Sleep States And Somatomotor Activity Research Paper Figure 1

2. Somatomotor Activity During Rem Sleep

Because there is very little motor behavior during NREM sleep, the present overview of somatomotor activity during sleep consists mainly of a description of motor events which take place during REM sleep and entails: (a) an exploration of the mechanisms that control muscle activity during this sleep state, and (b) a description of the ‘executive’ mechanisms that are responsible for these REM sleep-related patterns of motor control (Chase and Morales 1994).

In order to understand the mechanisms responsible for the control of motor activity during REM sleep, it is important to first describe the changes in muscle fiber activity that occur during this state. The passage from wakefulness to NREM sleep is accompanied by a decrease in the degree of contraction of somatic muscle fibers, that is, there is a decrease in muscle tone, i.e., hypotonia. Surprisingly, during the state of REM sleep there occurs somatomotor atonia, or the complete lack of tone of many somatic muscles (Fig. 1). In order to understand how atonia of the somatic musculature during REM sleep is achieved, it is necessary to understand how the activity of muscle fibers are, in general, controlled.

First of all, muscles (i.e., muscle fibers) do one thing, they contract/shorten. When muscle fibers contract, they do so because command signals, which are really trains of action potentials, travel from the cell bodies of motoneurons along their axons to activate muscle fibers by changing the permeability of the muscle fiber membrane. A great many muscle groups are constantly contracting, at least to some degree, when we maintain a specific posture or perform a movement when we are awake. Thus, tone or some degree of muscle fiber contraction is dependent on the asynchronous, sustained discharge of motoneurons and the action potentials that travel down their axons to initiate the contraction of muscle fibers.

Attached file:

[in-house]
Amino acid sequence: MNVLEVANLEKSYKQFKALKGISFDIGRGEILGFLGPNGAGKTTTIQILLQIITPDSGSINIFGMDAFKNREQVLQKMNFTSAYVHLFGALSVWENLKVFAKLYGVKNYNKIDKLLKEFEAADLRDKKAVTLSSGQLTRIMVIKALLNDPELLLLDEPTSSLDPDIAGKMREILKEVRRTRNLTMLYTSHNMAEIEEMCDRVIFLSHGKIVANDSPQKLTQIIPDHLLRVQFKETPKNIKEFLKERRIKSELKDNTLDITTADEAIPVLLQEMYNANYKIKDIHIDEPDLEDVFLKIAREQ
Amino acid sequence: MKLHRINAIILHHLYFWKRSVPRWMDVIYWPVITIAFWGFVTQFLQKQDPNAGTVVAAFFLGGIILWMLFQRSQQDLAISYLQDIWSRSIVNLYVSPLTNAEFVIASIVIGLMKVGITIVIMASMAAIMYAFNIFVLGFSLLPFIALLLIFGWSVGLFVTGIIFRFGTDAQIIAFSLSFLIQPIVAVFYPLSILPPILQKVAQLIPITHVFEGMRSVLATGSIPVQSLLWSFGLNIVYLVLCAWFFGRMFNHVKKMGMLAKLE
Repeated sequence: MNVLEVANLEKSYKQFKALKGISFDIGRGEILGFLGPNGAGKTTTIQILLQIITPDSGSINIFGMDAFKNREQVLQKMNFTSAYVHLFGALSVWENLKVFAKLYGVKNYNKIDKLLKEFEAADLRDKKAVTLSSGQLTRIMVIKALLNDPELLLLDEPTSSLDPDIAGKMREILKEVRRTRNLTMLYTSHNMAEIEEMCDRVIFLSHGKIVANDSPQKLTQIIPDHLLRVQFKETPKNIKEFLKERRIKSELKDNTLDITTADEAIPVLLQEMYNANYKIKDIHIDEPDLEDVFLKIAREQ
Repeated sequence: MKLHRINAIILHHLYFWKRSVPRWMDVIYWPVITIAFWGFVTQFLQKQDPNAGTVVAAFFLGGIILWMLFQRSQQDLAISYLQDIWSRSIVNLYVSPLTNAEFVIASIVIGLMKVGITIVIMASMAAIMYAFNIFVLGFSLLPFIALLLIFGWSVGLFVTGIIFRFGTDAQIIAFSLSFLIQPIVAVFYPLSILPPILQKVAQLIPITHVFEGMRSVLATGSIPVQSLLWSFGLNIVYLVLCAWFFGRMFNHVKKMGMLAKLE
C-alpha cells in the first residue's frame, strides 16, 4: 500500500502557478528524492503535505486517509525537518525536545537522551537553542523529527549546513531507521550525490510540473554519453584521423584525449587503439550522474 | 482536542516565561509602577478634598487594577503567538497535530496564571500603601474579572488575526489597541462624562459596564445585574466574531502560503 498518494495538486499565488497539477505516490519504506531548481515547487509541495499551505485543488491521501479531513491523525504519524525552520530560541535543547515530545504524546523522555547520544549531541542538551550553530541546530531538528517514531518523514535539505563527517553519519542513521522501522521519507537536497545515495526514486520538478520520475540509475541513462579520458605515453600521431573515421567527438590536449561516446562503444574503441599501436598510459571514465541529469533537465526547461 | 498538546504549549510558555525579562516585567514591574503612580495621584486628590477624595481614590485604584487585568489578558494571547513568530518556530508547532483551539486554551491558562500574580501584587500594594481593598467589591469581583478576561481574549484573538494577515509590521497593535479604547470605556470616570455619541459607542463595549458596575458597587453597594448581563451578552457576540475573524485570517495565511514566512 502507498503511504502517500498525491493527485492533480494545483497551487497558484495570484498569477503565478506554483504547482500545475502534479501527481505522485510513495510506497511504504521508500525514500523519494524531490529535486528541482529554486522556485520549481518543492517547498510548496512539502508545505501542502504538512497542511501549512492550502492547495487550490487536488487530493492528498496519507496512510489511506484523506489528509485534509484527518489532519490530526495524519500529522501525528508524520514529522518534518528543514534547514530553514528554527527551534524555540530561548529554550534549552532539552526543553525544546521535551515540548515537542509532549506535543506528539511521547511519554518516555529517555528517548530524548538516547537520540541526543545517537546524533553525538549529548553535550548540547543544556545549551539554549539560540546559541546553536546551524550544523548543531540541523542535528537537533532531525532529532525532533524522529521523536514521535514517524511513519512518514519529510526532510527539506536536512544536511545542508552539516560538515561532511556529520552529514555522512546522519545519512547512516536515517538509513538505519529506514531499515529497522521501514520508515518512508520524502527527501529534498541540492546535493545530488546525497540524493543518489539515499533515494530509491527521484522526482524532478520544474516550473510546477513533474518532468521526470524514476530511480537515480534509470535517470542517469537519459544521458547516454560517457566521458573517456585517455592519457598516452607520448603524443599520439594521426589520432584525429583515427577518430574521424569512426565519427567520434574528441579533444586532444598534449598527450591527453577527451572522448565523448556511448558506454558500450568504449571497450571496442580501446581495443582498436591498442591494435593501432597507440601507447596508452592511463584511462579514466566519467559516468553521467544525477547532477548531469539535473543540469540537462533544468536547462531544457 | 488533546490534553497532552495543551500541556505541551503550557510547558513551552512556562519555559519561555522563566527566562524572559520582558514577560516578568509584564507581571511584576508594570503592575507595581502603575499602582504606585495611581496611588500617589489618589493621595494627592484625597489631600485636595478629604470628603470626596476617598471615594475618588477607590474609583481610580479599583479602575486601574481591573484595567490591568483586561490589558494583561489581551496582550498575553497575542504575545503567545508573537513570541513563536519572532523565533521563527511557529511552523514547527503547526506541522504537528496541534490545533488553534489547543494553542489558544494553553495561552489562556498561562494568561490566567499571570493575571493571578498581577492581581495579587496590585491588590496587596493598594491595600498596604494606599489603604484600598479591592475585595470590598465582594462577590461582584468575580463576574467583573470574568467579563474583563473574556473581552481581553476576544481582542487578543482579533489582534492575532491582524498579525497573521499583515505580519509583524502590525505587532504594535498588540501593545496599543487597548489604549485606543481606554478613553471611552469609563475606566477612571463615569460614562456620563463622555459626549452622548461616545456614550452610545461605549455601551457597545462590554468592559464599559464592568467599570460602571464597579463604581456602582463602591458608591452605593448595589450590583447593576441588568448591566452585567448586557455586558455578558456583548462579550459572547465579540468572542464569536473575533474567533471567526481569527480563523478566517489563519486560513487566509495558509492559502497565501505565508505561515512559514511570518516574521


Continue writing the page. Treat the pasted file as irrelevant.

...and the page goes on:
There is a gradual, but slight decline in muscle tone during NREM sleep compared with wakefulness. During REM sleep, there is such a strikingly potent suppression of muscle activity and motoneuron discharge. This results in a complete loss of muscle tone, or atonia. Thus, the key to understanding atonia during REM sleep resides in understanding the manner in which the activity of motoneurons is reduced or eliminated during this state.

There are two basic mechanisms that could, theoretically, be responsible for the elimination of motoneuron discharge during REM sleep: one is the direct inhibition of motoneurons (i.e., postsynaptic inhibition) and the second is a cessation of excitatory input to motoneurons (i.e., disfacilitation). Experimentally, these processes have been explored in the laboratory by recording, intracellularly, from individual motoneurons during REM sleep.

Sleep States And Somatomotor Activity Research Paper Figure 2

During REM sleep, it has been found that motoneurons become hyperpolarized, and as a consequence, they become relatively unresponsive to excitatory input. Analyses of the various membrane properties of these motoneurons indicate that their lack of responsiveness is due primarily to postsynaptic inhibition (Fig. 1). Thus, it is clear that postsynaptic inhibition is the primary mechanism that is responsible for atonia of the somatic musculature during this state.

Postsynaptic inhibition of motoneurons during REM sleep occurs when certain neurons which are located in the brainstem liberate glycine at their point of contact with motoneurons, which is called the synapse. When glycine is liberated, motoneurons respond by generating changes in their membrane properties and their ability to discharge, which are recorded as ‘inhibitory’ postsynaptic potentials.